Summons.
TA
District Court, Seventh Judicial District.
Lucy Swaim, Plaintiff, 1
AS.
George W. Prentiss. George Loveland
Prentiss, George L. Prentiss, Benja
min Soule. Benj. Soule, John T. D.
Sadley, John H. Allen and Leonard
Pratt also all other persons unknown
claiming any right, title, estate, inter- I
est or lien in the real estate described
in the complaint herein, defendants.
The state of Minnesota to the above named
defendants:
You are hereby summoned and required to
answer the complaint of the plaintiff in the
above entitled action, which complaint has
been filed in the office of the clerk of the dis
trict court of said county, and to serve a copy
of your answer to the said complaint on the
subscriber at his office in the village of Prince
ton, in said Mille Lacs county, within twenty
days after the service of the summons upon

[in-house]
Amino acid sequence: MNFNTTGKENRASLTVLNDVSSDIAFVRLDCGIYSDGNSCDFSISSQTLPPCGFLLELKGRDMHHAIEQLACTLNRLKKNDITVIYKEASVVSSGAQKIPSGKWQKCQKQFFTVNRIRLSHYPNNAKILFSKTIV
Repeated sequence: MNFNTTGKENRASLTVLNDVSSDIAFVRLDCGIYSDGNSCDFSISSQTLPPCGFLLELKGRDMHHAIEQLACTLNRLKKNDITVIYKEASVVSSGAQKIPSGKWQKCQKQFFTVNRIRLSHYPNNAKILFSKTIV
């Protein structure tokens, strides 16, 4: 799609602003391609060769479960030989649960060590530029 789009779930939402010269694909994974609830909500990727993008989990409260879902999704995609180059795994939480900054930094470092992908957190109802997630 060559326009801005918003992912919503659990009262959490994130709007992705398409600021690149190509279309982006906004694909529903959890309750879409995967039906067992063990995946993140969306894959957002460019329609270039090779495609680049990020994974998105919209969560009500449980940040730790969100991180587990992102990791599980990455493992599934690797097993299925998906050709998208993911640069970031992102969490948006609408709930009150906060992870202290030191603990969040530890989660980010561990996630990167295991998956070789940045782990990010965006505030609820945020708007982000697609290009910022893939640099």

you. exclusive of the day of such service: and.
if you fail to answer said complaint within the
time aforesaid, the plaintiff will apply to the
court for the relief demanded in said com
plaint.
Dated July 7th, 1909.
J. A. Ross,
Plaintiff's Attorney.
Princeton, Minn.
Notice of Lis Pendens.
STATE OP MINNESOTA, I
Countv of Mille Lacs.
District Court, Seventh Judicial District.
Lucy Swaim, Plaintiff, 1
vs. i
George W. Prentiss, George Loveland
Prentiss. George L. Prentiss, Benja
min Soule. Benj. Soule. John T. D. i
Sadley, John H. Allen and Leonard I
Pratt: also all other persons unknown
claiming any right, title, estate, inter- I
est or lien in the real estate described
in the complaint herein, defendants.
To the above named defendants and to all
whom it may concern: